CHENNAI: As many as 50 out of 200 questions asked in the Group I preliminary examination conducted by the Tamil Nadu Public Service Commission (TNPSC) were related to EVR Periyar, CN Annadurai, Thirukkural, the Justice Party, and Tamil literature.
The exams, which conventionally contain 10 per cent of questions related to the State, witnessed a sea of change after the TNSPC introduced two subjects — Developmental Administration and Thirukkural — in the syllabus of Group I and II exams in 2019.
“Out of the 28 questions under ‘Developmental Administration’, 10 were on Periyar and the Justice Party alone. The remaining were on Annadurai, Rettaimalai Srinivasan and ongoing developmental schemes. This is unusual,” said Siva Balan, faculty, Shankar IAS academy, Chennai.
In addition, 21 questions were on Thirukkural and Tamil literature.
“Eight questions were on Thirukkural and its contents. The questions would be difficult for regular job seekers. Hence, the cut-off will be low,” added Balan.
In general, unsuccessful UPSC aspirants easily crack the Group I exam as its syllabus would be less.
In 2019, the TNPSC seemingly altered the syllabus in a way that would make it difficult for non-Tamils to pass exams, alleged sources.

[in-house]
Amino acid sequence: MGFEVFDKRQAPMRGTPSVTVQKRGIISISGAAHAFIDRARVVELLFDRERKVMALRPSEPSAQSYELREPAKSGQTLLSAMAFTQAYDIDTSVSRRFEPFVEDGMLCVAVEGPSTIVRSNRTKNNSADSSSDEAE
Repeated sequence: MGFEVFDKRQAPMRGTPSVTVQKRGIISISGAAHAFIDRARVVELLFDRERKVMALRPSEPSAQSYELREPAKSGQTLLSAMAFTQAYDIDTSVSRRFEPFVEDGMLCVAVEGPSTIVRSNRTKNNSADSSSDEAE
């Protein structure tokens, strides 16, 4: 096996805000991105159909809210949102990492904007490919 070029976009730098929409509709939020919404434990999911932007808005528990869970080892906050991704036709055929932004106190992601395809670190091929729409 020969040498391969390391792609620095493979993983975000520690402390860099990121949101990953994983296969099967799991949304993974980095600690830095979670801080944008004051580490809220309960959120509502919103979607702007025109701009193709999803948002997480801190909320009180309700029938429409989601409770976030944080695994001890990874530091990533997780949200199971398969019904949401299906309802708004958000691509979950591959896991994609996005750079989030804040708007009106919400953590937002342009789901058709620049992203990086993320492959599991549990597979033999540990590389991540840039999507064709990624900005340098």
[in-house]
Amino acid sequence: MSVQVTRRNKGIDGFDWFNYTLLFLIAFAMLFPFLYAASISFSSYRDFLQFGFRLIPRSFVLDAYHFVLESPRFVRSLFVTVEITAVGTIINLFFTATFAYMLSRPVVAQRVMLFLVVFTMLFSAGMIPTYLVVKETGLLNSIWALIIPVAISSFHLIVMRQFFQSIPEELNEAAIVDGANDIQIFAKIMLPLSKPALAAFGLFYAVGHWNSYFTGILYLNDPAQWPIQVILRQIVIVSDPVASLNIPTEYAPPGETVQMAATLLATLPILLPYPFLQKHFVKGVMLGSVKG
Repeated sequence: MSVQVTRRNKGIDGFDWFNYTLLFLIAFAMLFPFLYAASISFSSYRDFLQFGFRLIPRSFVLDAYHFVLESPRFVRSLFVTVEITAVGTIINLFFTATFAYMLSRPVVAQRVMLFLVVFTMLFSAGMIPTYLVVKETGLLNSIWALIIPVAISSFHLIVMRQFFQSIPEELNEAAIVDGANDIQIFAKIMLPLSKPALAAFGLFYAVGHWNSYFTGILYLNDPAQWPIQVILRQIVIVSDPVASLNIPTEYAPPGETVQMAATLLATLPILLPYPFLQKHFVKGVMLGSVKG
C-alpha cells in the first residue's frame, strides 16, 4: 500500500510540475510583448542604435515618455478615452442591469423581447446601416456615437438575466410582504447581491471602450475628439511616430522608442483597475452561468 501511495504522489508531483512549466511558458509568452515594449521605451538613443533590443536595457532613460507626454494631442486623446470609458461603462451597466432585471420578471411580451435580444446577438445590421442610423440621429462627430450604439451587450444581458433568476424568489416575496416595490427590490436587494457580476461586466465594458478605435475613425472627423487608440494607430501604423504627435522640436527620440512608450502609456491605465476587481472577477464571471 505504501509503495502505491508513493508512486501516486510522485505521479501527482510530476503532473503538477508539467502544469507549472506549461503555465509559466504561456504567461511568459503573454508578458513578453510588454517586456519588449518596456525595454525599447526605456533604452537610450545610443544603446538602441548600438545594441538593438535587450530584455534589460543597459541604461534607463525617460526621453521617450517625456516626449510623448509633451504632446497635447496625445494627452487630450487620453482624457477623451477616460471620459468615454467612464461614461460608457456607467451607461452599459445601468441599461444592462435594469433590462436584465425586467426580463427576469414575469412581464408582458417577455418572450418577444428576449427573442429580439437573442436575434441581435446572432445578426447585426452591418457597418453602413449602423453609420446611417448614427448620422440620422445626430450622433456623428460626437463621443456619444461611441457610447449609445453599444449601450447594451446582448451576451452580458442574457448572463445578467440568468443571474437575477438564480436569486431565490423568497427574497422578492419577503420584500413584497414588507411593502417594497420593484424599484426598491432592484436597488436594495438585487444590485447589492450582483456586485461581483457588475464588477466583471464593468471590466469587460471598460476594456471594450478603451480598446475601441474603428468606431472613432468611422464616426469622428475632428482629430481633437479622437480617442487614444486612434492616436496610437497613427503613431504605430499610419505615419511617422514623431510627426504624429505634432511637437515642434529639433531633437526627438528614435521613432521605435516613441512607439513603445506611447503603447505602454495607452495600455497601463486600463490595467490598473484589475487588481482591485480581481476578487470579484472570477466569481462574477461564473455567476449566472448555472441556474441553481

“Considering the weightage given for Thirukkural, Tamil literature and modern political history, it would be extremely difficult for an outsider to clear the exam,” said N Sucharithan, faculty of a coaching institute.
Under the current affairs section, questions on the Tamil movie, Pariyerum Perumal, were also asked. Surprisingly, only five questions were asked on Covid-19.
The TNPSC, for the first time, introduced additional measures to curb malpractice, by recording the left thumb impressions of the applicants on the answer sheet.
A senior official from the TNPSC said, “An additional 15 minutes of time was given to candidates to fill the new columns in the OMR sheet. Also, the applicants have to mention the total number of answers selected, under each option. Both the exercises were carried out in presence of the invigilator.”